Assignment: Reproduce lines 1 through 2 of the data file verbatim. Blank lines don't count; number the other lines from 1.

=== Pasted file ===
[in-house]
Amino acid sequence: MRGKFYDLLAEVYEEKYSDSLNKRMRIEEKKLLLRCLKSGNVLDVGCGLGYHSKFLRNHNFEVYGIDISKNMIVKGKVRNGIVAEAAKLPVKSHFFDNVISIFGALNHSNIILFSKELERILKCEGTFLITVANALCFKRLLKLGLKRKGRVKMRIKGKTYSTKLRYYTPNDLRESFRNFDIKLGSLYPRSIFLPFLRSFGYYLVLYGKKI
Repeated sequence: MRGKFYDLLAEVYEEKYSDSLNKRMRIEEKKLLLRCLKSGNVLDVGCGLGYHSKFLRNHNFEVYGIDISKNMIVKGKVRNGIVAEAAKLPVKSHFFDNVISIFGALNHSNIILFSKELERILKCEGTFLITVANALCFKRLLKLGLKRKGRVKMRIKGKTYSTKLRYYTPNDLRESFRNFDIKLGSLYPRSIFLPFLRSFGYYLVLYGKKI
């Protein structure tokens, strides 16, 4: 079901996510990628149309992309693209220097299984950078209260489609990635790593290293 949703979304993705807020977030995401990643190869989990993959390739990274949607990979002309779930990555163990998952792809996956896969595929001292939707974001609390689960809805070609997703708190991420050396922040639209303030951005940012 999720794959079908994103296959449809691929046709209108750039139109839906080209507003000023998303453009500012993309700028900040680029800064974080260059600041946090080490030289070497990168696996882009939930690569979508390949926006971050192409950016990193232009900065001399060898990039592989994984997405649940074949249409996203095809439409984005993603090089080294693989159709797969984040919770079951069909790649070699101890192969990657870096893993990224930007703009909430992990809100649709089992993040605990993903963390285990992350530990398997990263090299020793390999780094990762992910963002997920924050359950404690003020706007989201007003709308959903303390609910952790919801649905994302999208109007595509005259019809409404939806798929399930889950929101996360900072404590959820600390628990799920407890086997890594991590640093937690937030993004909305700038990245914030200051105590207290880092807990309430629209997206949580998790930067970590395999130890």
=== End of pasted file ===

[in-house]
Amino acid sequence: MRGKFYDLLAEVYEEKYSDSLNKRMRIEEKKLLLRCLKSGNVLDVGCGLGYHSKFLRNHNFEVYGIDISKNMIVKGKVRNGIVAEAAKLPVKSHFFDNVISIFGALNHSNIILFSKELERILKCEGTFLITVANALCFKRLLKLGLKRKGRVKMRIKGKTYSTKLRYYTPNDLRESFRNFDIKLGSLYPRSIFLPFLRSFGYYLVLYGKKI